The Taliban gang is a group of mostly young men that emerged in 2002 around East Palo Alto and Menlo Park, police said. Members were booked into custody on suspicion of various offenses, including homicide, armed robbery, and trafficking in methamphetamine, cocaine, crack cocaine, ecstasy, marijuana and weapons. * * * Police seized $240,000 in cash, 10 automobiles, numerous assault rifles and handguns, and what the task force described in a statement as "significant quantities" of ecstasy pills, a smokable form of cocaine called base and other illegal narcotics.
The gang obviously was not interested in operating under the radar screen of law enforcement when selecting its name:
The gang took its name from the fundamentalist Islamic group that ruled Afghanistan until 2001, using "Taliban" for its public shock value rather than for any religious or political reason, officers said. They added that the gang members initially were the "muscle" for another gang, known as the Midtown Hogs. After the law enforcement crackdown on the rival Latino Sac Street gang in 2007, however, the Taliban gang quickly filled the crime vacuum and soon overshadowed the Hogs. "It's a local gang, not a nationwide gang, but they are very violent and notorious," said Charlene Thornton, special agent in charge of the San Francisco office of the FBI. "They are a significant threat to the communities here." Members are known for wearing camouflage fatigues and military hats, and employing sophisticated coded language and countersurveillance techniques, Soares said.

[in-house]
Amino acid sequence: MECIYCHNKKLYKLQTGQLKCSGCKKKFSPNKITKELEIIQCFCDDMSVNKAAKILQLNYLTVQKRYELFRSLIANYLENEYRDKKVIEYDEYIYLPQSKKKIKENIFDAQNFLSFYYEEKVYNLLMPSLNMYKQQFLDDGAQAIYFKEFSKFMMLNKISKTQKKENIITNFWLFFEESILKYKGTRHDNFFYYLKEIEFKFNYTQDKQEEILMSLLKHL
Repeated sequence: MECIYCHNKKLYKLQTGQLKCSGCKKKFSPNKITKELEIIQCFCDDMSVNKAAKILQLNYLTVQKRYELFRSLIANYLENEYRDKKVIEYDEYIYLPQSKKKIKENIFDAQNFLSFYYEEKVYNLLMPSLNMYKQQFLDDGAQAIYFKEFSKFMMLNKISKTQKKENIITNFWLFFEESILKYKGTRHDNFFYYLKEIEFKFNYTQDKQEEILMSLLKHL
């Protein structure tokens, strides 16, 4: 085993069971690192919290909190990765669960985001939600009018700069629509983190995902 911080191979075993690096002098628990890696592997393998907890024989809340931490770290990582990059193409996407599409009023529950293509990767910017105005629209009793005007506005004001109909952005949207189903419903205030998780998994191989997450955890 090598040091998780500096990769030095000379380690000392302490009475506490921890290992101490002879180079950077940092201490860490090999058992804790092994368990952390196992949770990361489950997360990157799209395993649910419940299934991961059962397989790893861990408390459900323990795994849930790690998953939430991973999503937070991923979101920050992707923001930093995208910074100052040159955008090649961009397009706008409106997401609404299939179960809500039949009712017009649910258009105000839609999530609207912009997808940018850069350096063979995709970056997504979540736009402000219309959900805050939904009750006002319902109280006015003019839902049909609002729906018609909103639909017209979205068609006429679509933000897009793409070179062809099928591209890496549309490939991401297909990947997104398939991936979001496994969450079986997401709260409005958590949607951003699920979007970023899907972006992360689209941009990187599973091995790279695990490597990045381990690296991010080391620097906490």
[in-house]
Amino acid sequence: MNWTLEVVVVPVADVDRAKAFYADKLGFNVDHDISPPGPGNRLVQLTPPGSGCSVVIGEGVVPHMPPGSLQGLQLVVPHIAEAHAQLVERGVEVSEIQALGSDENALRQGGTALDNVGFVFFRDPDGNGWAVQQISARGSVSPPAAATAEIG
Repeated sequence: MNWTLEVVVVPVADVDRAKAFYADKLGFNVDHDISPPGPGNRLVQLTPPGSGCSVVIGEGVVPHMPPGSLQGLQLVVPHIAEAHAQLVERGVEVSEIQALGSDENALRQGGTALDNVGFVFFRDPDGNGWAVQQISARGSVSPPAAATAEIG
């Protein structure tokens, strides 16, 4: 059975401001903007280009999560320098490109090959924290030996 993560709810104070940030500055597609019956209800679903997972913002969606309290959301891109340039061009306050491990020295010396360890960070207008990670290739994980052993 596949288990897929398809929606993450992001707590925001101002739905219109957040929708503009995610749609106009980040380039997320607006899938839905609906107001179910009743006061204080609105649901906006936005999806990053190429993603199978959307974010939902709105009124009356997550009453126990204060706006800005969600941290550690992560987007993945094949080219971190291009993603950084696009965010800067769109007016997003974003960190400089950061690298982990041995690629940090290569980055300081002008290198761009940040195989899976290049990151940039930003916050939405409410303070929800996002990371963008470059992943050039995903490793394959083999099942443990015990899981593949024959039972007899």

*** In Houston, TX a father-son team belonging to the Brown Pride gang have been charged with the murder of a member from the rival SPPL (the Spanish initials for "We are few but crazy") gang.
Online gang activity started to grow in 2004 and 2005, said Rob Gallardo, a gang prevention counselor with Operation No Gangs, a school and community youth gang prevention and intervention program. The Internet, he said, gives the gangs exposure and allows them to update information quickly. He said many street gangs post their activities, fights and gang initiations online. "This is a real phenomenon. A lot of activities are carried out in pictures, drug use is shown, damage on vandalism, fights are all categorized and documented," Gallardo said. "Graffiti is now out. The Internet replaced graffiti completely."
The street gangs in Texas maintain close ties to their Mexican counterparts over the border:
In a written statement, [Gov. Rick] Perry said gangs such as the Mexican Mafia, the Texas Syndicate, MS-13 and Barrio Azteca have become increasingly sophisticated in their criminal activity. He said they have an influence throughout the state and across the U.S.-Mexico border. Barrio Azteca, the largest and most active prison gang from El Paso, also has members in Juárez. It was founded in the mid-1980s to protect and unite Hispanic prison inmates, the El Paso Police Department Web site states. In the 1990s, the gang grew and was involved in activities related to narcotics, extortion, assaults, murders, theft and intimidation, the site states. The gang also formed and continues to create alliances with street gangs. Barrio Azteca is known to be associated with the Juárez Aztecas gang, which has been at the center of deadly prison riots at the state and municipal Cereso prisons.
According to ICE Houston has 89 active street gangs.